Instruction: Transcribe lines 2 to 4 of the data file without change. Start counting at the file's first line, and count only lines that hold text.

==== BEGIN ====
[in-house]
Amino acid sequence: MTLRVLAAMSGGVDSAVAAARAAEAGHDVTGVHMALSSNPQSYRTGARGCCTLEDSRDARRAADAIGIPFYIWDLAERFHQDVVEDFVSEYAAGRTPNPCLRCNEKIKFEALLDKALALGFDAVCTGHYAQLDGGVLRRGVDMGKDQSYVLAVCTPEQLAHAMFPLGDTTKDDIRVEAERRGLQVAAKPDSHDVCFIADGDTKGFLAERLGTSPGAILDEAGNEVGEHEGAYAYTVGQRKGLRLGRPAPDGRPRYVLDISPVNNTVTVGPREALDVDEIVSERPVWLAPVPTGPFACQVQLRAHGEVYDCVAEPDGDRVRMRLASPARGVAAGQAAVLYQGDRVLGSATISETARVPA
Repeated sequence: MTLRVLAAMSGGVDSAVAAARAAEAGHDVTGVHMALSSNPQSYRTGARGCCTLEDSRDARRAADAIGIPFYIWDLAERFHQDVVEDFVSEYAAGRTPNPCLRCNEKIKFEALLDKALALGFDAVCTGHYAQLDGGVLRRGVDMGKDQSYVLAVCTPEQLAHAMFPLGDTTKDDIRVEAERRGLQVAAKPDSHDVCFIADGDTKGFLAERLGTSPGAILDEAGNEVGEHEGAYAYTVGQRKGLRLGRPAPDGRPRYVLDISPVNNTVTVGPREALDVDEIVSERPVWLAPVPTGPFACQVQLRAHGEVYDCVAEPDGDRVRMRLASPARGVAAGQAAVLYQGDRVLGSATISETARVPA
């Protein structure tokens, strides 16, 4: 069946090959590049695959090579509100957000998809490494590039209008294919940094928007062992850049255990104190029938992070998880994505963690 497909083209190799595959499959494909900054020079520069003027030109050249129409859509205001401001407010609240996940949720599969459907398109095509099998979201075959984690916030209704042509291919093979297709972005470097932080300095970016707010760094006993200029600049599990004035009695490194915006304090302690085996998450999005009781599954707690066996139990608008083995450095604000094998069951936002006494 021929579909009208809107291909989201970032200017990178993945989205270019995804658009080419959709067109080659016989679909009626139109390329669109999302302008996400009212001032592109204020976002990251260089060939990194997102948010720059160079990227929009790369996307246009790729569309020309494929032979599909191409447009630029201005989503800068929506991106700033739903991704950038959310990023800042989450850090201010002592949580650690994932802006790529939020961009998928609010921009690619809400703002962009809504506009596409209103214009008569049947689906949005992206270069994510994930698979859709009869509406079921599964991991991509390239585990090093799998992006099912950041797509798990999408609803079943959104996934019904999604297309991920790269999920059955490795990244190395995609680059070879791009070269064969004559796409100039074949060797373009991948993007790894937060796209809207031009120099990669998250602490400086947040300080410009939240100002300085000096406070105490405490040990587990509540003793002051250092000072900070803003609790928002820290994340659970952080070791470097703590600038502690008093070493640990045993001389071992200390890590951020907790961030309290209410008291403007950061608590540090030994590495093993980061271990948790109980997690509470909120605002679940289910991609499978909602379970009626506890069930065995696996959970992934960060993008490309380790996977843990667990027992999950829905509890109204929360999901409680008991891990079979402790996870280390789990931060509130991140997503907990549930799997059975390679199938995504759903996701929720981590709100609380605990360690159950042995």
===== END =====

Amino acid sequence: MTLRVLAAMSGGVDSAVAAARAAEAGHDVTGVHMALSSNPQSYRTGARGCCTLEDSRDARRAADAIGIPFYIWDLAERFHQDVVEDFVSEYAAGRTPNPCLRCNEKIKFEALLDKALALGFDAVCTGHYAQLDGGVLRRGVDMGKDQSYVLAVCTPEQLAHAMFPLGDTTKDDIRVEAERRGLQVAAKPDSHDVCFIADGDTKGFLAERLGTSPGAILDEAGNEVGEHEGAYAYTVGQRKGLRLGRPAPDGRPRYVLDISPVNNTVTVGPREALDVDEIVSERPVWLAPVPTGPFACQVQLRAHGEVYDCVAEPDGDRVRMRLASPARGVAAGQAAVLYQGDRVLGSATISETARVPA
Repeated sequence: MTLRVLAAMSGGVDSAVAAARAAEAGHDVTGVHMALSSNPQSYRTGARGCCTLEDSRDARRAADAIGIPFYIWDLAERFHQDVVEDFVSEYAAGRTPNPCLRCNEKIKFEALLDKALALGFDAVCTGHYAQLDGGVLRRGVDMGKDQSYVLAVCTPEQLAHAMFPLGDTTKDDIRVEAERRGLQVAAKPDSHDVCFIADGDTKGFLAERLGTSPGAILDEAGNEVGEHEGAYAYTVGQRKGLRLGRPAPDGRPRYVLDISPVNNTVTVGPREALDVDEIVSERPVWLAPVPTGPFACQVQLRAHGEVYDCVAEPDGDRVRMRLASPARGVAAGQAAVLYQGDRVLGSATISETARVPA
């Protein structure tokens, strides 16, 4: 069946090959590049695959090579509100957000998809490494590039209008294919940094928007062992850049255990104190029938992070998880994505963690 497909083209190799595959499959494909900054020079520069003027030109050249129409859509205001401001407010609240996940949720599969459907398109095509099998979201075959984690916030209704042509291919093979297709972005470097932080300095970016707010760094006993200029600049599990004035009695490194915006304090302690085996998450999005009781599954707690066996139990608008083995450095604000094998069951936002006494 021929579909009208809107291909989201970032200017990178993945989205270019995804658009080419959709067109080659016989679909009626139109390329669109999302302008996400009212001032592109204020976002990251260089060939990194997102948010720059160079990227929009790369996307246009790729569309020309494929032979599909191409447009630029201005989503800068929506991106700033739903991704950038959310990023800042989450850090201010002592949580650690994932802006790529939020961009998928609010921009690619809400703002962009809504506009596409209103214009008569049947689906949005992206270069994510994930698979859709009869509406079921599964991991991509390239585990090093799998992006099912950041797509798990999408609803079943959104996934019904999604297309991920790269999920059955490795990244190395995609680059070879791009070269064969004559796409100039074949060797373009991948993007790894937060796209809207031009120099990669998250602490400086947040300080410009939240100002300085000096406070105490405490040990587990509540003793002051250092000072900070803003609790928002820290994340659970952080070791470097703590600038502690008093070493640990045993001389071992200390890590951020907790961030309290209410008291403007950061608590540090030994590495093993980061271990948790109980997690509470909120605002679940289910991609499978909602379970009626506890069930065995696996959970992934960060993008490309380790996977843990667990027992999950829905509890109204929360999901409680008991891990079979402790996870280390789990931060509130991140997503907990549930799997059975390679199938995504759903996701929720981590709100609380605990360690159950042995």